Method Man & Redman at The TLA
When we heard that the Smokers Club Tour was coming to Philly, we were admittedly excited. Both Method Man and Redman helped shape our love of Hip-Hop. Their first album as a duo, ‘Blackout’, was played endlessly in our rotation during our college years. In addition, we still quote classic lines from their movie ‘How High’ to this day. With Cypress Hill’s ‘B-Real’ and several other rappers also on the line-up, we were convinced this sold-out show would be one we’d relish attending. It wasn’t.
When we arrived at the TLA there was a mob scene outside. The number of people waiting in line for will-call, trying to get onto the tour bus (parked directly outside), or convince the TLA staff that they were on some guest list or another was staggering. The woman working in the box office actually lowered a curtain at one point and left us standing there for a solid 5-10 minutes (with a stout line of people behind us). The show was sold-out, then it wasn’t, then it was again. The level of confusion and aggravation outside the venue was palpable.
Once we finally got our tickets and photo-passes and got inside, things didn’t get much better. Mick Jenkins and Berner had already performed and B-Real was currently on the stage. The place was jam packed. Trying to navigate through the sea of people was a lesson in futility. It took us a solid 20 minutes to make it from the back of the venue to the photo pit. If you’ve ever been to the TLA, you know that this is a distance of only about 40-50 yards. Once B-Real left the stage, a DJ came on and began playing old-school Hip-Hop jams. Awesome, we can get down to that. Not in this case. He would play 10-20 second clips of great songs, and then cut (train-wreck is more accurate) out of them into something else. He’d encourage the crowd to sing along “word-for-word” but wouldn’t let the song play for more than a verse. If you’re going to drop Nas’s ‘Ether’, let the thing play all the way out. Damn.
After about 30 minutes, Redman and Method Man’s respective DJs took to the stage. At this point it was already well past the 9:45pm time that they were supposed to begin their set. The dueling DJs hit the mic saying that they hadn’t even sound checked that day and they were going to do it now. They picked up right where the other DJ had left off, dropping bits and pieces of tracks, and telling the crowd that it was almost time for Red & Meth…then it was almost time for Red & Meth, and then, you guessed it, it was almost time for Red & Meth. After about an hour of this, it was actually time for Red & Meth.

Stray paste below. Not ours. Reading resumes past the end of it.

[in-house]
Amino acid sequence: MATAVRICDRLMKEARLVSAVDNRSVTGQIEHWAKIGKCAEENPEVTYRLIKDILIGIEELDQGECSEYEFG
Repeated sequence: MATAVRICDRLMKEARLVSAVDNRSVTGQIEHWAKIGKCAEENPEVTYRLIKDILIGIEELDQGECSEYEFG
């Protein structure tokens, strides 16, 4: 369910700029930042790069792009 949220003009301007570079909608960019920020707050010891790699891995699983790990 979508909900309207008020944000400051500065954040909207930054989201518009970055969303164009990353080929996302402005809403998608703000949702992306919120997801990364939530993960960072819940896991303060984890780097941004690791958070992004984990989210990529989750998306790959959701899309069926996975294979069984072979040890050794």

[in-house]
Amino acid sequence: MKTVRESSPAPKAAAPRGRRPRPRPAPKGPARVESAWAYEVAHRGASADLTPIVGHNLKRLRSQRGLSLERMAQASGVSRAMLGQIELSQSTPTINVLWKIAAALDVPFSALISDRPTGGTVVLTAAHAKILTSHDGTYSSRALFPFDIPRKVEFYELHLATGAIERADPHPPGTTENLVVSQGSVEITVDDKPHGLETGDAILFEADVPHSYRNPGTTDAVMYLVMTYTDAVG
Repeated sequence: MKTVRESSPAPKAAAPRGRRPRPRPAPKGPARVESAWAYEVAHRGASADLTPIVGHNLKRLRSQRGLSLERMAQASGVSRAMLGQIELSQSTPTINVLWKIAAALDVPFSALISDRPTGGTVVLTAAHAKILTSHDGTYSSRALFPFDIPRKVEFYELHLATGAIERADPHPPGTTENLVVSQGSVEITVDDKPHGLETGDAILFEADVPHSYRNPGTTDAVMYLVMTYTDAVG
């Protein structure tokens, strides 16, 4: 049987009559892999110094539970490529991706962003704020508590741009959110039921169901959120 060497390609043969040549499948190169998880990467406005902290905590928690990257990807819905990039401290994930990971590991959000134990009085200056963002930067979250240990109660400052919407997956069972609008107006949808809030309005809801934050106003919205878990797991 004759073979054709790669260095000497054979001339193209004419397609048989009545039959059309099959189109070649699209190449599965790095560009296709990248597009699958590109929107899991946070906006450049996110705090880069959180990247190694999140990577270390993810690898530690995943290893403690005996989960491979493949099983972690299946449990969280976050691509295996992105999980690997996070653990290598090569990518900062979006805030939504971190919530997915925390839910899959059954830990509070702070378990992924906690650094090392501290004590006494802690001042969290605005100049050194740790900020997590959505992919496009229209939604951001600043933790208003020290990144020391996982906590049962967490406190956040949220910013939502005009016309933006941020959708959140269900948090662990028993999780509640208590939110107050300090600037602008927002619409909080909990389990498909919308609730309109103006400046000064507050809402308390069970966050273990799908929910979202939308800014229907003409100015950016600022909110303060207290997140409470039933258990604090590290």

The night had been a let down up until this point but we were still in the mind-set that the headliners were going to salvage the evening. After hyping up the crowd from off-stage, Redman and Method Man appeared and the show was underway. To their credit, they came out with a ton of energy, bouncing around the stage and into the crowd. However, the disappointments for that evening had not been exhausted. The dynamic duo took it upon themselves to belittle the Philly faithful on several occasions. We get trying to hype the crowd up, but repeatedly telling them that they aren’t as good as New York or New Jersey isn’t going to win anyone over.
On top of that, there was absolutely no flow to the show. 70% of the show was Redman or Method Man just talking, redundantly, like they were stuck on repeat. Maybe others don’t share our opinion, but we also feel that it’s an insult to fans when the artists can’t bring themselves to perform any of their songs in their entirety. This seems to be a lot more prevalent at Rap shows than anywhere else but this was far worse than any other we’d attended (in that regard). They would play a few verses of a song, stop, blab on about some asinine topic, and repeat. In comparison to other genres of music, could you imagine if a big time band hit the stage and only performed 30 seconds of each of their biggest hits? The crowd would not be happy. They might even boo them off the stage.
It got old, fast. We gutted it out as they switched back and forth between classic Redman and Method Man songs, hoping that they would drop ‘Da Rockwilder’ so we could leave on a high-note, but we didn’t make it. We eventually left the venue without hearing one of our favorite songs (20 seconds of it anyway). If this is considered an acceptable performance by Rap fans, then that is a sad state of affairs. We hope that in the future that when artists come to town, they spend a little more time performing their (full) hits and a little less time blabbing away on the mic. If you’re going to insult the crowd for not having enough energy, maybe you should take a look in the mirror and realize that the crowd was there to hear your hits, not a verse or two sprinkled between senseless rants. And that, is the end of our rant.
[Photo credit: D. Jacob Miller Photography]
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